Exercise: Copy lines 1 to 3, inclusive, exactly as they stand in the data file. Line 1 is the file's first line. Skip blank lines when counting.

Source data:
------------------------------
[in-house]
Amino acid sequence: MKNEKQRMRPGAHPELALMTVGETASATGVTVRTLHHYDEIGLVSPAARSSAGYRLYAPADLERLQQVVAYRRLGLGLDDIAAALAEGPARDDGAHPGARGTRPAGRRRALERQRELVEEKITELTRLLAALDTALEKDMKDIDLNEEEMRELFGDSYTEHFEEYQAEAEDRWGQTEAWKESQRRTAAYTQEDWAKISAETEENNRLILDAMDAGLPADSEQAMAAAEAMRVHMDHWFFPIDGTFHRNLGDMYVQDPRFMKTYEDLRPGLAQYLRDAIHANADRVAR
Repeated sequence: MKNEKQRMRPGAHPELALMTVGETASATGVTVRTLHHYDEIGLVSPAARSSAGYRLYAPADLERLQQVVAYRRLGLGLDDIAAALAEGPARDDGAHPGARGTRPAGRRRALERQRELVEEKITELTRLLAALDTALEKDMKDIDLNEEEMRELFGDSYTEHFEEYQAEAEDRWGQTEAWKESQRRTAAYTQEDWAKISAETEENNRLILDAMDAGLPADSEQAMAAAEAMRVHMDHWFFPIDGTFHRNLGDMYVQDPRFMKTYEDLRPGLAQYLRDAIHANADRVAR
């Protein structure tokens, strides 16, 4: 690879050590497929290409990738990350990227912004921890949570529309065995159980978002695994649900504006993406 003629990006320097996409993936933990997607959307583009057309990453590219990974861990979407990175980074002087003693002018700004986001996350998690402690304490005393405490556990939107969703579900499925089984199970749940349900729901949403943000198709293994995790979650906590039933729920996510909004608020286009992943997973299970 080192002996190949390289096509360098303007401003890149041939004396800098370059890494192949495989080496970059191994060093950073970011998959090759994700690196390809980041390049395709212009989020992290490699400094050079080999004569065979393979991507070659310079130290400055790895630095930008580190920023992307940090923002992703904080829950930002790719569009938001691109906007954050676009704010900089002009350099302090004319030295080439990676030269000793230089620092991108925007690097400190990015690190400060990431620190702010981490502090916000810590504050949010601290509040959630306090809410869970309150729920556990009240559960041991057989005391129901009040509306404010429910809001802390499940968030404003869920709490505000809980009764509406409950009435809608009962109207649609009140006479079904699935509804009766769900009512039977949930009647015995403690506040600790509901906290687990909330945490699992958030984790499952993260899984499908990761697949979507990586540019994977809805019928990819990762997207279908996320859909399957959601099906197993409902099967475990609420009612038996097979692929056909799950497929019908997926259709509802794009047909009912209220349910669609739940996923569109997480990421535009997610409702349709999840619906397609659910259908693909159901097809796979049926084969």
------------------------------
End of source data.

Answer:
[in-house]
Amino acid sequence: MKNEKQRMRPGAHPELALMTVGETASATGVTVRTLHHYDEIGLVSPAARSSAGYRLYAPADLERLQQVVAYRRLGLGLDDIAAALAEGPARDDGAHPGARGTRPAGRRRALERQRELVEEKITELTRLLAALDTALEKDMKDIDLNEEEMRELFGDSYTEHFEEYQAEAEDRWGQTEAWKESQRRTAAYTQEDWAKISAETEENNRLILDAMDAGLPADSEQAMAAAEAMRVHMDHWFFPIDGTFHRNLGDMYVQDPRFMKTYEDLRPGLAQYLRDAIHANADRVAR
Repeated sequence: MKNEKQRMRPGAHPELALMTVGETASATGVTVRTLHHYDEIGLVSPAARSSAGYRLYAPADLERLQQVVAYRRLGLGLDDIAAALAEGPARDDGAHPGARGTRPAGRRRALERQRELVEEKITELTRLLAALDTALEKDMKDIDLNEEEMRELFGDSYTEHFEEYQAEAEDRWGQTEAWKESQRRTAAYTQEDWAKISAETEENNRLILDAMDAGLPADSEQAMAAAEAMRVHMDHWFFPIDGTFHRNLGDMYVQDPRFMKTYEDLRPGLAQYLRDAIHANADRVAR